Jimmy Neurosis: A Memoir About “Being Young and Gay During the 1970s Punk Revolution in America” is James Oseland’s raw, riveting coming-of-age memoir about his tumultuous teen years between 1977 and 1980.
Long before he was an award-winning food writer and editor and a judge on Bravo’s Top Chef Masters, Oseland was an awkward, bullied, gay 15 year old living with his mom in the Bay Area suburb of San Carlos. Jimmy Neurosis starts when James’s father abandons the family, the ensuing hurt and vulnerability, for better or worse, prompting a powerful metamorphosis. There were some key crucial moments to Oseland’s emergence from boring San Carlos, like turning on the TV to see the Sex Pistols performing. Young James would sneak out at night and hop the train or bus to San Francisco to explore arthouse films, punk rock clubs, and the wonderful world of pre-AIDS cruising. In the midst of diving head first into these underground experiences, James renamed himself “Jimmy Neurosis.”
The three years encapsulated in Jimmy Neurosis include the 1978 assassination of Harvey Milk and San Francisco Mayor George Moscone and the subsequent voluntary manslaughter conviction for their murderer Dan White, a former police officer, whose slap on the wrist so outraged the gay community it ignited the violent White Night riots. All the while vindictive police raids of gay bars occurred in the city, as well as frequent gay bashing, of which Jimmy was a victim.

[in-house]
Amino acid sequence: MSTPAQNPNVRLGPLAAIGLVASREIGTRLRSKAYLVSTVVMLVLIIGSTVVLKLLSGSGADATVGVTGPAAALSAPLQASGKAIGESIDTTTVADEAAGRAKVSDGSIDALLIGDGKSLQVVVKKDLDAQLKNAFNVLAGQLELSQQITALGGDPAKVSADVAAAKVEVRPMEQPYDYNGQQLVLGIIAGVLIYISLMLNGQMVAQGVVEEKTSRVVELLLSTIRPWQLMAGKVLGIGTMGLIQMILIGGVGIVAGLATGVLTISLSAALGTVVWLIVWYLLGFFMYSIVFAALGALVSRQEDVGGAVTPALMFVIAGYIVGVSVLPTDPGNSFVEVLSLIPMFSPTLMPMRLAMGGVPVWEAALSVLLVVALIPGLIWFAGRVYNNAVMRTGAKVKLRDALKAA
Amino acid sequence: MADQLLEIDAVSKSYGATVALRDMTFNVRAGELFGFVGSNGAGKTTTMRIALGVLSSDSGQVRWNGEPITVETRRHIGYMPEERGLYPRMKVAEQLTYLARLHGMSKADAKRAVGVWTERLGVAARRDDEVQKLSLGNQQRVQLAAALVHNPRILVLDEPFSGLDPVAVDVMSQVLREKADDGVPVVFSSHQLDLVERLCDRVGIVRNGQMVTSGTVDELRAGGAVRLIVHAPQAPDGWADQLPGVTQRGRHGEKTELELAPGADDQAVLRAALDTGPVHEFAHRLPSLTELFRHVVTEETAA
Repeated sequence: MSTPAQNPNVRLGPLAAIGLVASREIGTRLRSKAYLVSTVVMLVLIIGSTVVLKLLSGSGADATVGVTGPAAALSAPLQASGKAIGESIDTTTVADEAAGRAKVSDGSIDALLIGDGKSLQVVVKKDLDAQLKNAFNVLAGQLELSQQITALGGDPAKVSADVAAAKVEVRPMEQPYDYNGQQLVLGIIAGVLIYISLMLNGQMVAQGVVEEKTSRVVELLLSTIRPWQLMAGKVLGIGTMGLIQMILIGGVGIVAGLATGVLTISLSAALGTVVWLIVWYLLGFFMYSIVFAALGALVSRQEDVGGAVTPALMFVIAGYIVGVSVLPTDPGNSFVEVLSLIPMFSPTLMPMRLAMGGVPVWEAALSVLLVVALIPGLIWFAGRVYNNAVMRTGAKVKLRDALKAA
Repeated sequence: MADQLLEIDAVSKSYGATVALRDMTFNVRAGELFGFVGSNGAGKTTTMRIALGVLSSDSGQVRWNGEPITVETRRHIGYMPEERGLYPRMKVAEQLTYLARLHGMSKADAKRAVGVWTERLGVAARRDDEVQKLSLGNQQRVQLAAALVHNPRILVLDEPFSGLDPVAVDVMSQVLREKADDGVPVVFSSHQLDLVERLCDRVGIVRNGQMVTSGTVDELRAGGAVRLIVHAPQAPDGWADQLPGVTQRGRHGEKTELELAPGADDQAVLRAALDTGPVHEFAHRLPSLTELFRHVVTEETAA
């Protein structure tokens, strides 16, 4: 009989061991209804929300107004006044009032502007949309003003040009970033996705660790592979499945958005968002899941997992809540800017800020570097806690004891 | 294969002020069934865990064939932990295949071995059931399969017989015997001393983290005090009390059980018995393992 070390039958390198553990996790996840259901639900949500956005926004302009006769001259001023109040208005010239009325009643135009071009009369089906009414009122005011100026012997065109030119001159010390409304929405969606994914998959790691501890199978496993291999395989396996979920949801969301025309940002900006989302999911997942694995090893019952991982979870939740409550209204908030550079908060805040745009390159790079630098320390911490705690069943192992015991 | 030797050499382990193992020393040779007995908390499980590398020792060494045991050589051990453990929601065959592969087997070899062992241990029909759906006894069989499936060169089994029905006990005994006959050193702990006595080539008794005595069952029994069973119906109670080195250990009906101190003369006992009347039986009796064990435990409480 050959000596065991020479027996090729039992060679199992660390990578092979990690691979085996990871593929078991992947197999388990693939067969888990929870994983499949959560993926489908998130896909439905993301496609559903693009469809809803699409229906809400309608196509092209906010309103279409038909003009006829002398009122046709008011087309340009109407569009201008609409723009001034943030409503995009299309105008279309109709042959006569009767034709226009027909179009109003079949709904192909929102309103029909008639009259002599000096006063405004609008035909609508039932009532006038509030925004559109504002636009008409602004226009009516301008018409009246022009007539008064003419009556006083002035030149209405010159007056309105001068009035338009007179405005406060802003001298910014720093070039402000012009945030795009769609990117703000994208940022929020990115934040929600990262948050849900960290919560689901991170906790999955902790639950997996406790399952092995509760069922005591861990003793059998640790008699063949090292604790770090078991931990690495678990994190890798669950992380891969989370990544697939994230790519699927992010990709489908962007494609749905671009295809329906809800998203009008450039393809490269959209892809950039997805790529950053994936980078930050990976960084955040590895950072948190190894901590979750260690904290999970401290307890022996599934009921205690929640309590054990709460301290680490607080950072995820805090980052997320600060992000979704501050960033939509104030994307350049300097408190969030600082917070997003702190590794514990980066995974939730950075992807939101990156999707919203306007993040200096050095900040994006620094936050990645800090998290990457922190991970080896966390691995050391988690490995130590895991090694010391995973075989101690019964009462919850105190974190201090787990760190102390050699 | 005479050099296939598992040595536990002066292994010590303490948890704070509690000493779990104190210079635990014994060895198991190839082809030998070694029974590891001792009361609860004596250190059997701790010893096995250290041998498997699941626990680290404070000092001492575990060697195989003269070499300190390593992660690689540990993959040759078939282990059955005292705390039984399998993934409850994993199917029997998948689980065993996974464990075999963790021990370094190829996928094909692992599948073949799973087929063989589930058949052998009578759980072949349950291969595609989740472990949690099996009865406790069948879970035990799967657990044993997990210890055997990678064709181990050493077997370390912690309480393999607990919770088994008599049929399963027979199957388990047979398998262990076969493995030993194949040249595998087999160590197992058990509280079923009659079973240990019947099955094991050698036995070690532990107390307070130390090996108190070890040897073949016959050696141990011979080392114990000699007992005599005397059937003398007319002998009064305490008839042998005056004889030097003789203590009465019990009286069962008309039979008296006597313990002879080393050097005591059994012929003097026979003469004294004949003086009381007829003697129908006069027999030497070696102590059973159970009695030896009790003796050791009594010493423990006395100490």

“…it was a form of terrorism,” Oseland recently confirmed with John Birdsall during an interview for the Los Angeles Times. “In a way I realize I’m still recovering from the post-traumatic stress of a number of things that happened in the timeline of Jimmy Neurosis, and then a few years after that during the AIDS pandemic… But we do overcome. We do get better, and we do make progress.”
Jimmy Neurosis: A Memoir is now available through Ecco Press/HarperCollins.